Love of gadgets fueling rise in street crime

street crime

The Metropolitan Police Service has launched a campaign to make people more aware of just how attractive their new mobile phones and gadgets are to would-be criminals.

Launched this week, the anti-robbery awareness initiative aims to ensure Londoners take great care when out and about with high-value items such as

smartphones, MP3 players and jewellery.

"The MPS take street robbery very seriously - being robbed is a traumatic experience. However, the public can minimise the chance of it happening by taking some basic measures. When you are out, where possible try and keep any valuables hidden. Smart phones and media players are becoming must-have items for many people - that includes criminals too. They simply see these items as cash," said MPS Commander Simon Pountain.

"Many robberies happen when people check their phones just after leaving a transport hub, or when they are going about their business and may be distracted. Adults who have consumed alcohol and have less awareness of their surroundings are also more vulnerable. We're also aware that young people are targeted, usually by other young people."

Last year, more than 30,000 street robberies were recorded - an increase of 8.3 per cent on 2009's figures. The number of mobiles stolen has also shot up by 22 per cent.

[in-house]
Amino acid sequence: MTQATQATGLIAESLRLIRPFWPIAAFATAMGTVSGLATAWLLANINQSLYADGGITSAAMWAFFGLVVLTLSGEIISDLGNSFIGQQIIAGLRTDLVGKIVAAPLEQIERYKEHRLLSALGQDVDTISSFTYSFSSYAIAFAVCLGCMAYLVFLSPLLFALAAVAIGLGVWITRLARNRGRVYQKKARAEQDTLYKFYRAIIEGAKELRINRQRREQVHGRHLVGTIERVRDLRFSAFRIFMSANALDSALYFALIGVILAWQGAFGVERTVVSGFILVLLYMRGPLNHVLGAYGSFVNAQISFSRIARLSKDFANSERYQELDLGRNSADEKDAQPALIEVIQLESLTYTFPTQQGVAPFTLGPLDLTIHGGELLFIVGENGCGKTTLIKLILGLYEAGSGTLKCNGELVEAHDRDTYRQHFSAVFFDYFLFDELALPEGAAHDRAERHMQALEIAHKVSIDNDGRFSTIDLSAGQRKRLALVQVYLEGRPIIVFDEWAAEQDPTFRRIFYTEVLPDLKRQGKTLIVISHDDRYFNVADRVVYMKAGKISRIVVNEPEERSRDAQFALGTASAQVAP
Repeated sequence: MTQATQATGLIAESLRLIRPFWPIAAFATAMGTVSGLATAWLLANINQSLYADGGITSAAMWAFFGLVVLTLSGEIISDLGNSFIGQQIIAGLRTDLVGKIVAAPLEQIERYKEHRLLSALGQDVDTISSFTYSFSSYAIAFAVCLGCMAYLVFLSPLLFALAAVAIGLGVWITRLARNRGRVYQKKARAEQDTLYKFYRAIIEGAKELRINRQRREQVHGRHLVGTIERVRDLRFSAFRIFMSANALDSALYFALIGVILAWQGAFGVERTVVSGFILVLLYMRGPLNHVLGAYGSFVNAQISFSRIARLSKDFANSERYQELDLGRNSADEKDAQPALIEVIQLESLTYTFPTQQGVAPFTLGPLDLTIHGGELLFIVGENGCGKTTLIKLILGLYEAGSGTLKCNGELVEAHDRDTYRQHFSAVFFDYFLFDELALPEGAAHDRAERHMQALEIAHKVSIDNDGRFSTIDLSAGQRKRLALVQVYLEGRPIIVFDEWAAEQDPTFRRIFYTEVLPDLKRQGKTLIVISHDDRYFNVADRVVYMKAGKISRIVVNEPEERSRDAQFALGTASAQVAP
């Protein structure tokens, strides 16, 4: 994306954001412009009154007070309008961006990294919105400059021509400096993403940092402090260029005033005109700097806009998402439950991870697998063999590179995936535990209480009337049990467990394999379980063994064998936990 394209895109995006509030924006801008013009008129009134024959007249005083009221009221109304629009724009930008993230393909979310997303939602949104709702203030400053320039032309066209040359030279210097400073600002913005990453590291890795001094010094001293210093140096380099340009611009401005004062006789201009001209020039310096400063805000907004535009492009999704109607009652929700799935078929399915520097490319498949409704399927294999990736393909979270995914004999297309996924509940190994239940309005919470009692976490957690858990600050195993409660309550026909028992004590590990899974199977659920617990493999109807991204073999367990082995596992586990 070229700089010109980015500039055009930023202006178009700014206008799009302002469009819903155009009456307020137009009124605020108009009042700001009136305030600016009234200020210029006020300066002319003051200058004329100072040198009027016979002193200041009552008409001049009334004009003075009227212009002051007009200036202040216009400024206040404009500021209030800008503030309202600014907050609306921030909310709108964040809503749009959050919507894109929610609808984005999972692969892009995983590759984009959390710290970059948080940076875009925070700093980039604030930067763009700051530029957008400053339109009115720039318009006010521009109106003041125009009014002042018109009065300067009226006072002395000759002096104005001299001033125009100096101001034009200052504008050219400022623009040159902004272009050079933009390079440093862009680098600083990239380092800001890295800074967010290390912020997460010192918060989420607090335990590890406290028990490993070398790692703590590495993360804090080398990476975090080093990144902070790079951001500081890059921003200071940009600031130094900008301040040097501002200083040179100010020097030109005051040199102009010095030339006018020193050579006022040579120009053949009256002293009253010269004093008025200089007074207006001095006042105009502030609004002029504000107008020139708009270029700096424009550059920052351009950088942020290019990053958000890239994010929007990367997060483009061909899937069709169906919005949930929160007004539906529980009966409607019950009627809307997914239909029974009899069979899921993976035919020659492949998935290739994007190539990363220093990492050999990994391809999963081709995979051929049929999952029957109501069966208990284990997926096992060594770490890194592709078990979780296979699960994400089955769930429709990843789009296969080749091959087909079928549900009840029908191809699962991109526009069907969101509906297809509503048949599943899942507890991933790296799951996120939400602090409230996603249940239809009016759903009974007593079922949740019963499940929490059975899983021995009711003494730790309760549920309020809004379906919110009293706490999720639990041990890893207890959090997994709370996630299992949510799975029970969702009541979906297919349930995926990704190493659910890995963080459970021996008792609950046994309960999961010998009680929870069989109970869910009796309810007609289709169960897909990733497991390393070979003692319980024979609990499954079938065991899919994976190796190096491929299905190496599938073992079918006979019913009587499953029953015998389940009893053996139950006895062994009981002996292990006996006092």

Pountain added: "We are not asking the public not to use their phones or media players in public - we are just advising them to be vigilant about where and when they use them."

The Met's campaign will run until 13 February and feature radio, online and traditional advertising.

As part of the efforts, the Met has released CCTV footage of mobile phone theft in action.

It shows a mobile being taken from 20-year-old student Zarqa' on 11 October last year.

A 25-year-old man, Aaron Leon Conway, from Plumstead in London, was arrested and pleaded guilty to this and two other counts of robbery. Conway was sentenced to 18 weeks in prison.

The Met Police has stressed that the second man in the CCTV clip was not involved in the robbery.

Maggie Holland

Maggie has been a journalist since 1999, starting her career as an editorial assistant on then-weekly magazine Computing, before working her way up to senior reporter level. In 2006, just weeks before ITPro was launched, Maggie joined Dennis Publishing as a reporter. Having worked her way up to editor of ITPro, she was appointed group editor of CloudPro and ITPro in April 2012. She became the editorial director and took responsibility for ChannelPro, in 2016.

Her areas of particular interest, aside from cloud, include management and C-level issues, the business value of technology, green and environmental issues and careers to name but a few.